Johnson County Library Teen Reading Club discussion

Summer Reading June 11-17 > Revolutions usually involve bloody battles and cruel and inhumane treatment of people in the name of the cause. Does a revolution's idealistic end justify its violent means?

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message 1: by Peggy (new)

Peggy (purplepenmore) | 31 comments Mod
Does any end always, sometimes or ever justify the means?

message 2: by Zaza (Mackenzie) (last edited Jun 11, 2012 09:32AM) (new)

Zaza (Mackenzie) (horseluvr4ever22004) | 2 comments It depends on what the future of the idea means for the people. Like if its going to help everyone in the future lead a much better life, and bring much more good than the bad in the end, (You would have to have lots more good to compensate for the bad) then I'd say yes.

On a scale its like sometimes you have to sacrifice and feel pain, to get something better. You can't just sit back and never change your life.

It's the same idea only on a much bigger scale.

message 3: by Zach (new)

Zach | 26 comments As long as the end result is better then the beginning and all that happened to get to the end

message 4: by Peggy (new)

Peggy (purplepenmore) | 31 comments Mod
In terms of a revolution, does the end excuse all violence and cruelty that occurs or just the amount that is necessary to achieve the end?

message 5: by Clara (new)

Clara | 16 comments I just wish there wasn't any violence in the world. I know that's really naive of me, but if you have to kill countless people and tear apart families, then is it really worth it? Can't you think of another way to achieve your ends? I don't think it's right to torture innocent people for a cause, however glorious the cause may be. I think it may be easy for some people to say that it's okay to do that, but when you know people that have gone through war or something horrible like that, it's hard to agree with Machiavelli's philosophy.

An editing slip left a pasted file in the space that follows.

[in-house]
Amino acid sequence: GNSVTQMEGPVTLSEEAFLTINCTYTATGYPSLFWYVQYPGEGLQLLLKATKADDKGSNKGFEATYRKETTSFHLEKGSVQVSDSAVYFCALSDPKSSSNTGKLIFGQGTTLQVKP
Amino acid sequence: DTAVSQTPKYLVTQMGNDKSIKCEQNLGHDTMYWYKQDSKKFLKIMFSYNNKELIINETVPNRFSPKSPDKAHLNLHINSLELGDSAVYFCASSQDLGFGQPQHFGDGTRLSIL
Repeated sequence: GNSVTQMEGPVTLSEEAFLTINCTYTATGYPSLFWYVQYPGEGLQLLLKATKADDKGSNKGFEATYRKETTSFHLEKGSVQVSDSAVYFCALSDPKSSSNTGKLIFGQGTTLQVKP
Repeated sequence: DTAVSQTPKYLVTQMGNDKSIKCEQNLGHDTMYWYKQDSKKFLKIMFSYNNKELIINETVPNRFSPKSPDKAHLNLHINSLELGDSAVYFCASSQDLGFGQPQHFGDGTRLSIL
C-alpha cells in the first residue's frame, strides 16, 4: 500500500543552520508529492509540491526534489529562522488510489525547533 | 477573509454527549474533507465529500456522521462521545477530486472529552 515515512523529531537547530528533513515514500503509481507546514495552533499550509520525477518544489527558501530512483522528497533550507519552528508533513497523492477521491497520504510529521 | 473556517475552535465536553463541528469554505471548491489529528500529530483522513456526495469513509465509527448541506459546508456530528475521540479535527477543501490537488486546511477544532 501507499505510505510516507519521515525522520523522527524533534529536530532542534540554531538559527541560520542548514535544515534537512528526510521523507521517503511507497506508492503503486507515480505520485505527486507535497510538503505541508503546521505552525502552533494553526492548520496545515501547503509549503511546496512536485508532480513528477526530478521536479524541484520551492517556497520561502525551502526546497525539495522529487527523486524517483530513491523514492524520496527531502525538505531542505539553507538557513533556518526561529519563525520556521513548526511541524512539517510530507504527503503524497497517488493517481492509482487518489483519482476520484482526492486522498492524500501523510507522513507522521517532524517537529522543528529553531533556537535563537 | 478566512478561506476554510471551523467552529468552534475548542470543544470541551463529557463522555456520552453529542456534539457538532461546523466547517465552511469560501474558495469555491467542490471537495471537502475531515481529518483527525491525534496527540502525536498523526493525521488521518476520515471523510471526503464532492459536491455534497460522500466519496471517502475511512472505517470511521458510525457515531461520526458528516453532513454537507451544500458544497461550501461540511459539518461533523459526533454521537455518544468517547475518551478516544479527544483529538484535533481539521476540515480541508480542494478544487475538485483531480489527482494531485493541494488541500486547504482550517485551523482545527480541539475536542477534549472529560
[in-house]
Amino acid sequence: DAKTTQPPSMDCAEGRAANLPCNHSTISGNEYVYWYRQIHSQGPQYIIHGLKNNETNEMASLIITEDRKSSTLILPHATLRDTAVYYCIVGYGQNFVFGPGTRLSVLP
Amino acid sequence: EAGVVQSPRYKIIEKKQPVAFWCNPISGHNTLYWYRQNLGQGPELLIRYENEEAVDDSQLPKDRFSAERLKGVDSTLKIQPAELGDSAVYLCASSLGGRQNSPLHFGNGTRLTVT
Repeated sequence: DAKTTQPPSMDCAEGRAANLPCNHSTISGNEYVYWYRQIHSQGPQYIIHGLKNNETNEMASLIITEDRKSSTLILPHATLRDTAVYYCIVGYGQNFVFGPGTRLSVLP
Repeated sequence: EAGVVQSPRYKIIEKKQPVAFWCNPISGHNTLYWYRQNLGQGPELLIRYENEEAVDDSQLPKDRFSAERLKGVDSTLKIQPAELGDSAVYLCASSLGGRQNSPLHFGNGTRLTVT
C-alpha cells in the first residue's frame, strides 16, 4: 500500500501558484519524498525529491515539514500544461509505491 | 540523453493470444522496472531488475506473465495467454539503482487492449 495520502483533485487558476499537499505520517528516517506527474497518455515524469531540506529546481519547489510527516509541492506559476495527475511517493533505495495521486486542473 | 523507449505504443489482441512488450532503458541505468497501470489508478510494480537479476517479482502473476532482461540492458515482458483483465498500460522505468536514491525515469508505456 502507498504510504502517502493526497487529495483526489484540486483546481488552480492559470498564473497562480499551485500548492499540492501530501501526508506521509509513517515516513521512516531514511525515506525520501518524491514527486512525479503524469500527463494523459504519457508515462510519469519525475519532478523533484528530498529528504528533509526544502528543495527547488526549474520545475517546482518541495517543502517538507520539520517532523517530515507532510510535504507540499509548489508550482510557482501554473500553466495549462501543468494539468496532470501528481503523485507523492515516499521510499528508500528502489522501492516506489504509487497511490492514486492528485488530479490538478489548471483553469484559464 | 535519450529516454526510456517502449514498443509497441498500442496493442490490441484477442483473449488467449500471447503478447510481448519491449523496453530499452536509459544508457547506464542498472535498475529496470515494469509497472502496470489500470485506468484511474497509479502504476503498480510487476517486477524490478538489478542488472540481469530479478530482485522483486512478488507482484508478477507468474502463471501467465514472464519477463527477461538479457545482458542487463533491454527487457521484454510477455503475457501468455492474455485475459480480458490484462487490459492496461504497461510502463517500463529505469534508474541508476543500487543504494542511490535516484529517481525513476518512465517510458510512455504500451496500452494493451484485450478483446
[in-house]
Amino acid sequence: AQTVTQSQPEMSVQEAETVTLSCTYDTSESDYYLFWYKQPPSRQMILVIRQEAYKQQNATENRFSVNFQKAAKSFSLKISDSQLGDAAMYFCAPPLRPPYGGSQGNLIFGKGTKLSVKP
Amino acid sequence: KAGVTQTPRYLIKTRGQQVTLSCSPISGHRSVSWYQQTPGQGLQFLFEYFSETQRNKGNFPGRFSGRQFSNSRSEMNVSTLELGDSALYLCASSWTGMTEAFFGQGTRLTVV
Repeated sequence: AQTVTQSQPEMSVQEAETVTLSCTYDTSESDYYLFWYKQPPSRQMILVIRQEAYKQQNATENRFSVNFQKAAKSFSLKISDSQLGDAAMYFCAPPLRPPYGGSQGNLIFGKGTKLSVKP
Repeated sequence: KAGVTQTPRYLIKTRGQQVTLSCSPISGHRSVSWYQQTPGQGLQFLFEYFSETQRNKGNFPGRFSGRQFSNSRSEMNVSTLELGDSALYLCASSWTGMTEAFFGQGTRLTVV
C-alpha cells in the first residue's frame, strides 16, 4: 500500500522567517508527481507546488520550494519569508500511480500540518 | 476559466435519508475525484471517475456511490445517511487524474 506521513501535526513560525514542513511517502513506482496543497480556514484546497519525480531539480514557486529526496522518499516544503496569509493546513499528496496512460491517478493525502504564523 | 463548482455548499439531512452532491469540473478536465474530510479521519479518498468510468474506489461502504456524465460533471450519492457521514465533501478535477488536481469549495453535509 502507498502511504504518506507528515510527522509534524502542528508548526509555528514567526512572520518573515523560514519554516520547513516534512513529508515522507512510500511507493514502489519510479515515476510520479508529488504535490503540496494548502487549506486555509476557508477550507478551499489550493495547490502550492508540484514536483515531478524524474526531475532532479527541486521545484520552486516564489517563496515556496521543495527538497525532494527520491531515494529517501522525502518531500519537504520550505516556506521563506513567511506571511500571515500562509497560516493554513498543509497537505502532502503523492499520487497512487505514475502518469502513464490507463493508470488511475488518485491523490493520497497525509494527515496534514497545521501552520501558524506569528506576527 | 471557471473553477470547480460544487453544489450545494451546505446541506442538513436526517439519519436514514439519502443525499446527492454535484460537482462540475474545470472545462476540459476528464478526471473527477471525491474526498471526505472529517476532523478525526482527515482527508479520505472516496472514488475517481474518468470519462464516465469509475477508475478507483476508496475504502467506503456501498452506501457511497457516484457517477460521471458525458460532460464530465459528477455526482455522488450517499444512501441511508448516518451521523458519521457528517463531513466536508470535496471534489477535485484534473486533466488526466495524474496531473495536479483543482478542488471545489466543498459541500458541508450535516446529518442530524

message 6: by Austin (new)

Austin (airjordan) | 22 comments I would say there's never an easy answer for this and it really depends on the means and end. I talked about this with a philosophy teacher once... hmm. I think the benefits of the end have to greatly outweigh the damage caused by the violent or otherwise bad means. The benefits also have to be almost immediate, not things that will take effect in the future, even the somewhat near future. Like, going to war against some country for a just cause might be ok, but if you go and drop an atomic bomb on that country's innocent population, it's not cool at all. Or if someone is attacking you and trying to kill you, it's ok, out of self defense, to stop him/her which might have to involve killing the person. Oh, and the bad means have to be a last, desperate resort. Just my (and from what I remember of my teacher's) thoughts.

District2tribute | 25 comments i don't really think it does becasue many lives were lost in all of the battles. on the other hand they did get free from the other side so I think it might if lots of lives didn't end.

District2tribute | 25 comments it also depends on the treatment on the other side that they were fighting against how they treated the side that was trieng to get independance

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